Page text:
You want to take care of yourself as best as you can before surgery. This means staying off your knee if the doctor recommends it and avoiding circumstances that could accidentally make your injury worse. You want to go into the surgery as healthy as possible to have a better outcome and shorter recovery. When you focus on getting or staying healthy before surgery, this has been shown to support an easier recovery and decrease the risk of complications that could arise during surgery. For example, you may want to quit smoking before undergoing a procedure like ACL surgery.
Plan for the Recovery Process
Recovery from an ACL surgery will require you to stay off the affected leg for several weeks at a time. This will likely impact your regular routines and activities both at home and work or school. To help you manage the recovery process, you will want to plan ahead. Recognize that you may not be able to do typical things like cook, clean, or drive your vehicle, so you may need assistance around the house. Check-in with family members or neighbors for help with common tasks like taking your dog for a walk or doing yard work.
Practice Walking with Crutches
After surgery, you won’t be able to put any weight on the affected leg for multiple weeks. This means you will likely use crutches to get around when necessary. If you have never used crutches before, then you want to practice walking with them. Crutches can take some getting used to, so you want to practice typical routes through your home, like getting from the bedroom to the bathroom to the kitchen. In some cases, you may need to rearrange furniture or move obstacles in your home so you can move around easier.
Practice Calming Exercises
Part of planning for an ACL surgery is preparing yourself mentally for the task ahead. The more information you gather from your orthopedic surgeon, physical therapist, and other supportive staff, the better you will feel. Before going into the surgery, you may want to have some relaxation techniques in mind, like calming exercises or meditation practices. Do what you can to ease anxiety and stress before the surgery to help the procedure go smoothly and so you can feel better prepared for what comes next.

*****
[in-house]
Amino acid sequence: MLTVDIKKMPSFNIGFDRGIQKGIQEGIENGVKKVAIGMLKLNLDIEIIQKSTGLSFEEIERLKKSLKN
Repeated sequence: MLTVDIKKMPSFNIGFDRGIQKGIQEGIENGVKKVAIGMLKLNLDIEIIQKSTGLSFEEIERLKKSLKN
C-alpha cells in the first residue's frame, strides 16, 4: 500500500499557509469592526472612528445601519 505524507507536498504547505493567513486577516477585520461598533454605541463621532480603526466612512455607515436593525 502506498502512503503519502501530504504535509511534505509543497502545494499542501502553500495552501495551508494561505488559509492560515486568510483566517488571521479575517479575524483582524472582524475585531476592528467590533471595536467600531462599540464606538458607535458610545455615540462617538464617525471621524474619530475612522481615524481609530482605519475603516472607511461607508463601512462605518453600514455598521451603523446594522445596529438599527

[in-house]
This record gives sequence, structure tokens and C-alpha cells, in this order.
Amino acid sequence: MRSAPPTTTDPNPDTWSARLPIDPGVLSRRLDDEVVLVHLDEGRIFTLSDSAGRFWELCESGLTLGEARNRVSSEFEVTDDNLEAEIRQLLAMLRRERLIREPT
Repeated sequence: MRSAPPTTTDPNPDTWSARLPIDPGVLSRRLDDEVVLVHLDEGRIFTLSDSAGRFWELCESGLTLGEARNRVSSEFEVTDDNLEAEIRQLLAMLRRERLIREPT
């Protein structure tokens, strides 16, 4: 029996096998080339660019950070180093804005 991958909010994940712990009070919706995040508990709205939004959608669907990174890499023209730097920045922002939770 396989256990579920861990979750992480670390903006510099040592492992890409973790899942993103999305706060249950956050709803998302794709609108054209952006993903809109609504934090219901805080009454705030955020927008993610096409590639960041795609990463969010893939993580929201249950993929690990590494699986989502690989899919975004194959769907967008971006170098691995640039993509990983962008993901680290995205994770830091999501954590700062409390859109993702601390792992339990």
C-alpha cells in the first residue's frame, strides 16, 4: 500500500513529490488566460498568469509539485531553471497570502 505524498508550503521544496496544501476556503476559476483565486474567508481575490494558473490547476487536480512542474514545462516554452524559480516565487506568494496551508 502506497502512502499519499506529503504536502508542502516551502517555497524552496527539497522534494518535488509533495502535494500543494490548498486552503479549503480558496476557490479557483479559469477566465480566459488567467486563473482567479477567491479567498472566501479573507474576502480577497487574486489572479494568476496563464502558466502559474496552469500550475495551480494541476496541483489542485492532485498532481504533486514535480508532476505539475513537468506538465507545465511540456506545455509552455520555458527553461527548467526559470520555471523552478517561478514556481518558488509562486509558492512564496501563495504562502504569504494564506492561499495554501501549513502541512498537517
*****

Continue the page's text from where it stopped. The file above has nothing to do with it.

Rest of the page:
What to Expect with ACL Surgery Recovery
Immediately after an ACL surgery, you can typically expect to go home the same day. Your orthopedic surgeon will check on you and likely walk you through practicing how to walk with crutches and how your knee brace or splint will work. They will provide you with detailed instructions on managing your pain and swelling after surgery. They will also talk to you about your options for pain medication, ranging from over-the-counter medications to prescription pain medications. If your doctor prescribes opioids, it will typically only be for a short period of time to avoid side effects and the risk of addiction.
The recovery process after an ACL surgery will take up to six months of physical therapy on average. You will work with a physical therapist after ACL surgery to help you regain leg strength and full range of motion. Progressive physical therapy will help you gently and safely increase the degree to which you can bend your knee, then move on to other exercises and techniques to improve your strength, flexibility, and mobility. Full recovery from an ACL surgery can take an average of 9 months.
Talk to our team of Conyers doctors at AICA Orthopedics to learn more about how we can help you prepare for ACL surgery and recover afterward. Our team of doctors includes orthopedic surgeons, physical therapists, chiropractors, and more who work together to provide you with a multi-disciplinary approach to diagnosing and treating health conditions. We can diagnose your ACL injury and talk you through all your options for treatment, including whether surgery is the right choice for you. Visit our AICA clinic in Conyers and get started on recovery and rehabilitation from an ACL injury and surgery today.